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. maybe this shows it is very positive from the standpoint of the economy, if you use dynamic scoring. if you use statics deploring it is not and cannot so well. -- static scoring it is not going to come out so well. i have a question for the other witness. you said this in your statement tionhis is aasnab. the obvious question is whether or not there are sufficient jobs for average americans and illegal immigrants. the answer is no. >> as i indicated to us recently. latere have a participation rate we have a supply of low-skilled labor. it appears that what do is leapfrogging those individuals. we have millions upon millions of americans, not just black americans, but millions upon millions who do not have a job right now. i think it is a good idea to inform -- to reform immigration system but regard must be given to the fact that we have an over abundance of people not working today. we are at rates we have not sn in 80, 75 years. it is astonishing. if we have regularize asian of a greater pool of individuals who can compete on a one by one basis with americans here today those indi
includes a substantial drop we experienced with the recession in 2008 and 2009 and a fairly week economy since then. it says that people do value hard copy correspondence from businesses. they want that information in hard copy and they're resisting the idea of going totally digital. we've heard of people that did do that and either piss manied a payment or got nervous and said hey, start those bills back up again. don't write the obituary for first class mail. it accounts for $28 billion of revenue for the postal service today and i guarantee you it's the going to be around for a long while. the most promising part of our business in terms of growth is package delivery, which is up ricin threat. mail got delivered. you saw what happened with hurricane sandy, the mail got delivered. day in and day out, do an excellent job and the postal service plays an important role in the american economy but today it has a business model that is broken. the good thus -- news is that it can be fixed. it requires we ask fundamental questions about what kind of postal service is best for america in the
agricultural workers to seek nonfarm jobs as economy improved in the 1990s. the special agricultural workers who left farm work were replaced by new arrived unauthorized migrant. by 1997 and 1998 it was estimated that the special agricultural workers were only about 16% of the crop workers. so, mr. connor, aren't we afraid or shouldn't we be afraid giving legal status to people here illegally will repeat the mistakes we made in 1986 putting the ag industry in the same position in the long run. in other words it comes about because of farmers come to us and they need workers. okay. we bring in the workers. then they migrate someplace else and people illegally came in after wards. how do we avoid the mistake we made in 1986? >> senate grassley, your question is a great question. it's -- it goes to the heart of fundamentally of the basis of our negotiation that on o- curing in senator feinstein's office. the blue card program for the current existing trained work force is an important component. equal we don't know with absolute certainty over the next decade or so what is going to be the statu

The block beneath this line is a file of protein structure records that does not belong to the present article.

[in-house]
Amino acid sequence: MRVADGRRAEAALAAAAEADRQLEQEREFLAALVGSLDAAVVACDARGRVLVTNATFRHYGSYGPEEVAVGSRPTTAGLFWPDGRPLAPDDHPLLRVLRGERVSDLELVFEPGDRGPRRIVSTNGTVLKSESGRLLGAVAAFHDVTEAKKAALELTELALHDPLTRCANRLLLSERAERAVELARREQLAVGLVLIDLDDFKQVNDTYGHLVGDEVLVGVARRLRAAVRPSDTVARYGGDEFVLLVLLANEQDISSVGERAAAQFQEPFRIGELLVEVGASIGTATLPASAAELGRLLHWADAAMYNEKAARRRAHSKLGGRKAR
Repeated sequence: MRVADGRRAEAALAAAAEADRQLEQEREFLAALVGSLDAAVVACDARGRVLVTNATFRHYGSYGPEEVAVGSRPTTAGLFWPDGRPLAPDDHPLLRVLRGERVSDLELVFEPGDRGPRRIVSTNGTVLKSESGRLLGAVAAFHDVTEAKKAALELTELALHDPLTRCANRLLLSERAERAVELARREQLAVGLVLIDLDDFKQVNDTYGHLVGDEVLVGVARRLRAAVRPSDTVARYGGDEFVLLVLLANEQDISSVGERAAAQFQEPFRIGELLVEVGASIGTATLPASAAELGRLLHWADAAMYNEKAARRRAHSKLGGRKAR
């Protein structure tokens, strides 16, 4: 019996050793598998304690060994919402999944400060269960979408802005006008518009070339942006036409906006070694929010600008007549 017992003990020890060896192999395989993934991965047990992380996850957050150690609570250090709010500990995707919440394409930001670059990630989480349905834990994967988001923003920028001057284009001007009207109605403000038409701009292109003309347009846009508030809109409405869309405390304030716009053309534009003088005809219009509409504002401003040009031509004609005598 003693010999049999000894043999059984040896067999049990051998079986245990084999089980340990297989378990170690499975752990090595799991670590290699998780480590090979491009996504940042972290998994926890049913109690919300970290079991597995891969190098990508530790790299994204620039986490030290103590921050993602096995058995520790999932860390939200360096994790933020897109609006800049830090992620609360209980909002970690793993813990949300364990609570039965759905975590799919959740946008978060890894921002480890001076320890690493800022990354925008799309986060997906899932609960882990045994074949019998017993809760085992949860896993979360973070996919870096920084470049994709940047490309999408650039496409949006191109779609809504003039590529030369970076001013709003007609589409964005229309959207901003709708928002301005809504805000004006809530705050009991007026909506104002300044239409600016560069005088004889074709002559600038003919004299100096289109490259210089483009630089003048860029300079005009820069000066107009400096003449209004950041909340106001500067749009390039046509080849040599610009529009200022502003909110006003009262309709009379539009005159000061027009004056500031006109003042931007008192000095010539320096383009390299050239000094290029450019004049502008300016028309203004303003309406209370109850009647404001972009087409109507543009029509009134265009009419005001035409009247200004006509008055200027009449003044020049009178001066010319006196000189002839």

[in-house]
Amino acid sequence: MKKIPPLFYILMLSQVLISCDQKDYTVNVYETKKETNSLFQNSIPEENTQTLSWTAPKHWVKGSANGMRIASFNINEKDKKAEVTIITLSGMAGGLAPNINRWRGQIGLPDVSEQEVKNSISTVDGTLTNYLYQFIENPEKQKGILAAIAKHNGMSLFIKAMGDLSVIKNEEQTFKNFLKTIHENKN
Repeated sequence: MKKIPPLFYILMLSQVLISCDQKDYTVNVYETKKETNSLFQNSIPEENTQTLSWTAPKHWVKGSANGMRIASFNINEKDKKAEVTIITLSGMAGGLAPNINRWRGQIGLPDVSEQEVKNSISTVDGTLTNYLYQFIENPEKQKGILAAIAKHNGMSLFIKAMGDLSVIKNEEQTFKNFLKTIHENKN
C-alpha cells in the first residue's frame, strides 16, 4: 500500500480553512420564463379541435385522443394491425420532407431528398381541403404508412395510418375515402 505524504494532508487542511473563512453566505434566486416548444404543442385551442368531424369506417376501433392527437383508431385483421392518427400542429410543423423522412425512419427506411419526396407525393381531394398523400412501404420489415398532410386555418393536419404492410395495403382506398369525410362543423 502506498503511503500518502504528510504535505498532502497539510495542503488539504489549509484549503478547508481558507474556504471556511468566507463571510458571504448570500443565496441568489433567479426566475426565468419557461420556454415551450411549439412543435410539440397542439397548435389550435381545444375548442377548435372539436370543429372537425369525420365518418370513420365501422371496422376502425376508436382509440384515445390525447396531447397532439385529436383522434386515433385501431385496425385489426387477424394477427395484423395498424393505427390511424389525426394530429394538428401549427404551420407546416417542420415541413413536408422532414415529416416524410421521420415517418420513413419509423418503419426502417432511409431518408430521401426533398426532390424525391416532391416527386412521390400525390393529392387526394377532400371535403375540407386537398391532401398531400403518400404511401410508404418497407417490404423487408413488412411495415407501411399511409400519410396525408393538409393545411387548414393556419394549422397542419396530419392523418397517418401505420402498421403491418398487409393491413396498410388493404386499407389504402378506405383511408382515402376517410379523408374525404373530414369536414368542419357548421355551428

to securing our borders, just starting our economy, and ensuring for access to that great american dream. the current status quo on immigration makes no sense. we turn away people from entering the country who could create thousands of jobs and let in people crossing our borders who take away jobs. our approach is balanced. the border security triggers are strong, but achievable. the path to citizenship is tough, but it is accessible. yes, our bill does secure the border first, but it treats the situation of those living in the shadows as an equally urgent priority. this is by design. we believe that americans will support sensible solutions to dealing with the undocumented and future legal immigrants, but only if they are convinced there will not be future waves of illegal immigrants. when the 11 million come out of the shadows and it will not only improve their lives and their families' lives, it will strengthen our country and its economies. in fact, conservative economist douglas holtz eakin has found that immigration reform will save taxpayers $2.7 trillion. we wanted this legislati
enough to keep united states competitive in our global economy. >> in order to get an outside opinion about what is going on in america, i travel to germany where i met a man who gave me -- who told me how things were done in germany compared to america. there are many specialist in america, but our system in germany is very dynamic. our workers are used in very many areas of the work. my american rent was supplies -- see the same staff. all three eggs are learned in the apprenticeship area it is the world -- apprenticeship. >> apprenticeship? not good enough? i needed an explanation. that is what i spoke to the headmaster of whence mr. -- of westminster academy. >> one of the challenges is that changing. it was a time in which the mother, father, children, could be the home in which they would be growing up with both parents. now when students go to school they only have one parent or there are issues in the home, they are bringing those challenges into the classroom. i think what schools should do is help children love to learn, love to read, become thinkers. become problem solvers.